STEVENS PASS — Last February three expert skiers were killed by an avalanche in the back country of Stevens Pass. That’s why the resort has a special ski patrol to respond to avalanches – a patrol that includes eight dogs ready to lead rescuers to victims.
And they begin their training young.
Maple the puppy is learning basic obedience now. But as the pup ages, she’ll learned to find avalanche victims and save them.
“She’s got a great disposition,” the ski patrol’s Windy Leu said of Maple. “She very interested in what humans are doing, what’s going on around her. She’s really engaged.”
Those are all critical attributes for an avalanche dog.
“These past couple of years, we’ve had a lot of avalanche activity, unfortunately, and the dogs have definitely come into play several times,” Leu said.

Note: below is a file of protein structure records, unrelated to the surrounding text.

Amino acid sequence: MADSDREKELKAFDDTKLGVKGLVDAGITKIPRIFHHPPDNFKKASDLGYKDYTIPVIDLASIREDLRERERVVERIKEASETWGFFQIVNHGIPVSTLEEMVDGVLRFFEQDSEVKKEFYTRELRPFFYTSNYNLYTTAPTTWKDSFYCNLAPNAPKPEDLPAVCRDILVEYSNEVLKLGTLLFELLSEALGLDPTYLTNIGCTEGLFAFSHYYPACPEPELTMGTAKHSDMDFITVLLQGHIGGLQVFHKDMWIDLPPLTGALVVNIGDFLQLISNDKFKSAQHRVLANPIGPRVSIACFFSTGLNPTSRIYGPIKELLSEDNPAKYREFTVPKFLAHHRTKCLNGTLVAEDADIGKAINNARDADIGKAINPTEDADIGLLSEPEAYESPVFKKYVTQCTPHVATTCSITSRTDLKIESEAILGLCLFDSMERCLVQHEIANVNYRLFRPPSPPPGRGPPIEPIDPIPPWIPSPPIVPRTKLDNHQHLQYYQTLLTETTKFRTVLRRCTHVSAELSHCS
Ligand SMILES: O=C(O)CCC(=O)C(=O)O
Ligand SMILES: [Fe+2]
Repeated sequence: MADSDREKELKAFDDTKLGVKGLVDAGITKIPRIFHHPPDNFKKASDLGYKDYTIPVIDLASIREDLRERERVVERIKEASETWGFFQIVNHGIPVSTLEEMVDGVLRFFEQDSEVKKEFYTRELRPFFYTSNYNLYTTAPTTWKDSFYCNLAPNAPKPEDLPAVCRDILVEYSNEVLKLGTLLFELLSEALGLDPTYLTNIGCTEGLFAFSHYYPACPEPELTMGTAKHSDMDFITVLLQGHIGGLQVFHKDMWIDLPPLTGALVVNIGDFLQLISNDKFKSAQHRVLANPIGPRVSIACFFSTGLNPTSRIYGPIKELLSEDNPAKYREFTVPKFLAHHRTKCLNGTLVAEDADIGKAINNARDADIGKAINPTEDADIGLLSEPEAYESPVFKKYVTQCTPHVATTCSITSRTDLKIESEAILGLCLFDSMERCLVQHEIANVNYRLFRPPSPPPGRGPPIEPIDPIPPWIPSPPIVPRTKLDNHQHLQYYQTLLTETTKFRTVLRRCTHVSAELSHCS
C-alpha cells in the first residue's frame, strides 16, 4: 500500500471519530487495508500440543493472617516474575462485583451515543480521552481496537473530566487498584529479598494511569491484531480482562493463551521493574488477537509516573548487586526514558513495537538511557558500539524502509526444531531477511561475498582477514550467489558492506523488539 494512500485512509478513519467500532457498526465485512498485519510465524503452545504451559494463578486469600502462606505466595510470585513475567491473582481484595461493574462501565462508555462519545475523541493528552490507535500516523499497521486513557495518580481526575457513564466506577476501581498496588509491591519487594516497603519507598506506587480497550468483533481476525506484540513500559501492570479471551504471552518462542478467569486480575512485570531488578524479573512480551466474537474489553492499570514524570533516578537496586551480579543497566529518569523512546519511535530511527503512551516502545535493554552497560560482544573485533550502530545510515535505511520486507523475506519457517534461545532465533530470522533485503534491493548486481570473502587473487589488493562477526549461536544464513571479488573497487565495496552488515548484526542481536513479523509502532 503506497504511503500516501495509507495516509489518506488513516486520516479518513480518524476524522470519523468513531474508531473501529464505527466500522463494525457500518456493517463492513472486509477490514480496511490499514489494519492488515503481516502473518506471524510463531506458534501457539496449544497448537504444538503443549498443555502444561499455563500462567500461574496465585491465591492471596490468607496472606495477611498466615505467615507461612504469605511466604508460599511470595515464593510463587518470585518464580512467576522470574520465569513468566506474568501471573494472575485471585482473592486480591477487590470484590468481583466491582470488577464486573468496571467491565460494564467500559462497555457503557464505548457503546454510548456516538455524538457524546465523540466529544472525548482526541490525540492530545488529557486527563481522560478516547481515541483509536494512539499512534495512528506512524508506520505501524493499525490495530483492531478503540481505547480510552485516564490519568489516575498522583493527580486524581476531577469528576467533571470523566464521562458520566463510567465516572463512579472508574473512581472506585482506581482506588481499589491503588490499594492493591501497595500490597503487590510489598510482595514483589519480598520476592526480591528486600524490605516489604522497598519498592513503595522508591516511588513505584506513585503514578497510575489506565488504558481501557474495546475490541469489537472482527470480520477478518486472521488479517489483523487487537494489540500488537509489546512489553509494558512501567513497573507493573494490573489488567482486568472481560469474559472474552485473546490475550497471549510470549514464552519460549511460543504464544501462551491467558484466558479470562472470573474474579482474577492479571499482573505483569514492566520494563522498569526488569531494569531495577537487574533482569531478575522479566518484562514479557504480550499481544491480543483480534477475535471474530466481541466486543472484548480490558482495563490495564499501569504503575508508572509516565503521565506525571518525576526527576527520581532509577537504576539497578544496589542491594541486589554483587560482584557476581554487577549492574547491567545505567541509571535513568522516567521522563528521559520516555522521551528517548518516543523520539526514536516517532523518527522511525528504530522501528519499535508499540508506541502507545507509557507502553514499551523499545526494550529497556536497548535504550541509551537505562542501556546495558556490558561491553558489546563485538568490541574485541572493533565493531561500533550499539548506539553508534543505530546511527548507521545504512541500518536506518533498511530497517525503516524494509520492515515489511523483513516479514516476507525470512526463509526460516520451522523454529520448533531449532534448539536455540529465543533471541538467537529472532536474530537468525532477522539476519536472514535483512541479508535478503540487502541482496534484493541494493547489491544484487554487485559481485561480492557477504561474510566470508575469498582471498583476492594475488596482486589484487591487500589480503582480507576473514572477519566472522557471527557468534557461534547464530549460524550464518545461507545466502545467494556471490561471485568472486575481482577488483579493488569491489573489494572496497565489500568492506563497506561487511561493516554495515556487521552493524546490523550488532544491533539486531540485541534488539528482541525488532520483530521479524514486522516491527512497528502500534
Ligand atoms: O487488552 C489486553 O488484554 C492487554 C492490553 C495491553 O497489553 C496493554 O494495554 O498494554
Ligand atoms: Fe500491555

Training never ends for these special dogs. In an avalanche, timing is critical. When a person is buried in snow, they’re survival rate drops rapidly after 15 minutes. But the nose of an avalanche dog can find a victim even when rescuers can’t see them.
“They can pick up on a scent, of someone or an article of clothing and they can alert on it and then we would assist them in digging,” the ski patrol’s Liz Stone said.
It takes three years of training before a dog like Maple can even test to be an avalanche dog.
“They’re amazing animals, they can do amazing things, their senses are amazing,” Stone said. “They’re easy to train.”
And one other benefit – the dogs make members of the Stevens Pass Ski Patrol even more popular with skiers, snowboarders and visitors.
“If I died,” Stone said, “I’d like to come back as a patrol dog.”
The avalanche dogs at Stevens Pass are so popular that they actually have their own baseball-type cards with their picture, name and age on them, and the ski patrol hands them out to kids all over the mountain.